General terms

Swing fall

A swing fall poses an increased risk of injury, if a secured person is left swinging at the end of a retaining cable following a fall. Although the retaining cable, resp. connector, has saved the individual who has fallen from dying as a result of hitting the ground, bruising or other injuries may result from collisions with other objects caused by the swinging motion. For example, the user might hit the edge of the structure, a steel girder or other obstacle. As the swinging speed is exactly the same as the fall speed, injuries caused through a collision can be really serious.

What causes a swing fall?

If the user is not located directly under an anchor when he/she falls but way off to the side, there is a danger of a swing fall. That might be the case, if the user has forgotten to move the carabiner hook attached to his/her protective equipment along to the nearest anchorage point. Single anchorage points commonly involve the risk of swing falls due to the nature of the work involved. If someone - such as a roofer - is working high up, this person has to move along the falling edge so that he/she cannot always be positioned directly below the respective anchorage device.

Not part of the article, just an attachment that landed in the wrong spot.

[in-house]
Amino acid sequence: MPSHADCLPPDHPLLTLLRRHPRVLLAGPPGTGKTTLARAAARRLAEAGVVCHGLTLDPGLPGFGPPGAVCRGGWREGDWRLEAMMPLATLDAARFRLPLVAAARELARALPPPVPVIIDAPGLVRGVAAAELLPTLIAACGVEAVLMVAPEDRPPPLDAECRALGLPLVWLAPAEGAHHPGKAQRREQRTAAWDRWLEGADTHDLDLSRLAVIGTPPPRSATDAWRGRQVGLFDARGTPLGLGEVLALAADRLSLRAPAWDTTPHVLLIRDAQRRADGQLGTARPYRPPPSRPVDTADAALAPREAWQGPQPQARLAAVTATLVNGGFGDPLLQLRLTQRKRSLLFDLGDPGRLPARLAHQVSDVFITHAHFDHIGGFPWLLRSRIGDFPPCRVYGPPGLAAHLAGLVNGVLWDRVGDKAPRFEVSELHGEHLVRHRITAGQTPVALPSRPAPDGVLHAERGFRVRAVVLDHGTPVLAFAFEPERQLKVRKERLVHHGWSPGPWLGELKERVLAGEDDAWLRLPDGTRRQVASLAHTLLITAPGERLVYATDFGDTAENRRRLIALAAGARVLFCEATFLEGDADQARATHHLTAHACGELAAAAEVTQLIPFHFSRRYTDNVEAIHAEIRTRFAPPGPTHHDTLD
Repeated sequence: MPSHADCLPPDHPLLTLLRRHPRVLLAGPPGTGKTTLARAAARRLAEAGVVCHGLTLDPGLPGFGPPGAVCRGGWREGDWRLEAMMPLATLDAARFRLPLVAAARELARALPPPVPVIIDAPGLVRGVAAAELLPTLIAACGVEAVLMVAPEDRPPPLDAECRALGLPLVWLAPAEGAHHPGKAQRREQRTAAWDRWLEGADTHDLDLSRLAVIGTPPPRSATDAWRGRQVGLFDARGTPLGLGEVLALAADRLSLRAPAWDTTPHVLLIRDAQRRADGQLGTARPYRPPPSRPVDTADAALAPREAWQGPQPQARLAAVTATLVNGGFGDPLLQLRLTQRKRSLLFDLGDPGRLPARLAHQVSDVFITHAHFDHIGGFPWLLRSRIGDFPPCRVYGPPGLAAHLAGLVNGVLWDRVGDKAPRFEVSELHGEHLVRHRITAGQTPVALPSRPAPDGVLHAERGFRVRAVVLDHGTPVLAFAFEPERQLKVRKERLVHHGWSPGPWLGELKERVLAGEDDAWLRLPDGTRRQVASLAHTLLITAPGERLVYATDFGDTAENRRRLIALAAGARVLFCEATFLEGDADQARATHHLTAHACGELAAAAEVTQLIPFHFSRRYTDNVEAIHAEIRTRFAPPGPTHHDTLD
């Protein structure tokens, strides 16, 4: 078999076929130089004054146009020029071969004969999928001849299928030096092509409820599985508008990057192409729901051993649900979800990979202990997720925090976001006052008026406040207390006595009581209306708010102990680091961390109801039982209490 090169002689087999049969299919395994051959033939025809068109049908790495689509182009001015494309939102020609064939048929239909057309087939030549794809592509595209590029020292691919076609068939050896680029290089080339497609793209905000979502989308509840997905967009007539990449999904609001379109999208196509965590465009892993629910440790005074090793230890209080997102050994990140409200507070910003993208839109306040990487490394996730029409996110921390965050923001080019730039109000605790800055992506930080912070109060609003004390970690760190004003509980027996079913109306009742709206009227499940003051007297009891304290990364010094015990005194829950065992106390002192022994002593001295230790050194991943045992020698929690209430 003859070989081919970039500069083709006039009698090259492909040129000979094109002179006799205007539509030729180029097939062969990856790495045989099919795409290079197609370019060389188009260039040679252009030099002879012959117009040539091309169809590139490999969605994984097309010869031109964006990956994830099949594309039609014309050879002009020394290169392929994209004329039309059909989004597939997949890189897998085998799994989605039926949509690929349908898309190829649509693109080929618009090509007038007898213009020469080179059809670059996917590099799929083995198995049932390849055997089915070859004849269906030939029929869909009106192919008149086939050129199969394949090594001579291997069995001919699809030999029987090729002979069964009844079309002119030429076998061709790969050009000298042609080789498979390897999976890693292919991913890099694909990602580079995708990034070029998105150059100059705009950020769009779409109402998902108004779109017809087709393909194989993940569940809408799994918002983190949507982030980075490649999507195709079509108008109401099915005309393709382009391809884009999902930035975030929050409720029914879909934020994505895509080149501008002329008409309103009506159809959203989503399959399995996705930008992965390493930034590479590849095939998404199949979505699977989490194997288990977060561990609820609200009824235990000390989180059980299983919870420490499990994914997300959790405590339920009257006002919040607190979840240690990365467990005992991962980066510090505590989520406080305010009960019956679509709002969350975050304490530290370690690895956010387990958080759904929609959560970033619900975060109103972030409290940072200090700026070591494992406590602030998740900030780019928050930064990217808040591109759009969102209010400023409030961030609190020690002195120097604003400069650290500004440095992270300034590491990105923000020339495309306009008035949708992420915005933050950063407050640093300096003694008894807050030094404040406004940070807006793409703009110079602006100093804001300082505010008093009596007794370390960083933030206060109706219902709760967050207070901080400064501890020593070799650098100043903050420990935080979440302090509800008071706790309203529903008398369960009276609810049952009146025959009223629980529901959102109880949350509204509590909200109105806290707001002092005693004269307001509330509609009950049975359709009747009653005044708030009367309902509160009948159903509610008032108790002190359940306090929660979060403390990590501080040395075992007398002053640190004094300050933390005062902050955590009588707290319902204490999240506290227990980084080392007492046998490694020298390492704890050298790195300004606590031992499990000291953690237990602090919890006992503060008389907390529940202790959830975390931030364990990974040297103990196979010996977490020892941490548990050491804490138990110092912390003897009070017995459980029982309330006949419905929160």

Measures to provide protection against swing falls

When planning a fall arrest solution, attention should be paid to ensuring that users can only move around in the area directly below the anchorage device. This is only possible when single anchorage points are used in combination with a temporary lifeline system which the user can tighten up accordingly prior to commencing work. A much higher level of protection is offered by lifeline and rail safety systems as the user is attached to a glider which follows the user along and is always located as near to the user as possible, assuming it is used correctly (i.e. taut enough to act as a retention system). The correct usage of such retention systems not only stops swing falls but more or less totally prevents them from happening in the first place.